Opportunities for creative expression are not equally available or distributed in society. Society commonly discriminates against certain groups that might otherwise produce creative practitioners. Adding to that is the fact that historically, western societies have been ambivalent about, or even opposed to, identifying and nurturing creative talent [2], which is totally ironic now that ‘creative’ has hit the top ten list of soft skills required by modern employers. Creativity has become one of the most important assets people can have in the fast-paced and ever-changing 21st century.

In his extensive research on creativity, psychologist Professor James C. Kaufman developed the 4C Model of Creativity. In this model, he proposed that the ‘Little C’ of creativity measures ‘everyday’ creativity, i.e., whipping up a dinner without a recipe. Next comes the ‘Mini C’ where you are deliberately creative, i.e., making up a story or sewing a new dress. Next is ‘Pro C’ where you use your creativity to earn a living. And finally, there’s the ‘Big C’ or eminent creativity. This is reserved for people of legendary status, those who have made a lasting impression in their specific field of creativity.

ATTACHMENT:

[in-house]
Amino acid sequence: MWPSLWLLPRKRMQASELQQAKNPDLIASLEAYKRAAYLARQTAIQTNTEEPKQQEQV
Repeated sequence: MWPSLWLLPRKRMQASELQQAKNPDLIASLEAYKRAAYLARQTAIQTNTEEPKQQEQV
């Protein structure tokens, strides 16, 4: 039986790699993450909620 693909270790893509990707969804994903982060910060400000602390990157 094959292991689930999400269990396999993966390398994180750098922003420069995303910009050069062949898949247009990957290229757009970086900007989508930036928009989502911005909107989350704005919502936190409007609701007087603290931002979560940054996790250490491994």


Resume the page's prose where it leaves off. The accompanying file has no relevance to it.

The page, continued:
So, does that mean we’re all creative? That it's possible for all of us to reach the level of Pro C? Or better yet, Big C?


Around 40,00 years ago, Homo sapiens began decorating the walls of their east European caves with pictographs of Ice Age animals, as well as making shell bead necklaces and inventing tools made of stone or bone, which led to the ‘innovative’ thought process that characterises our species today. This kind of creativity didn’t emerge all of a sudden; rather, this ability to create developed as various natural and biological factors merged and developed over thousands of years.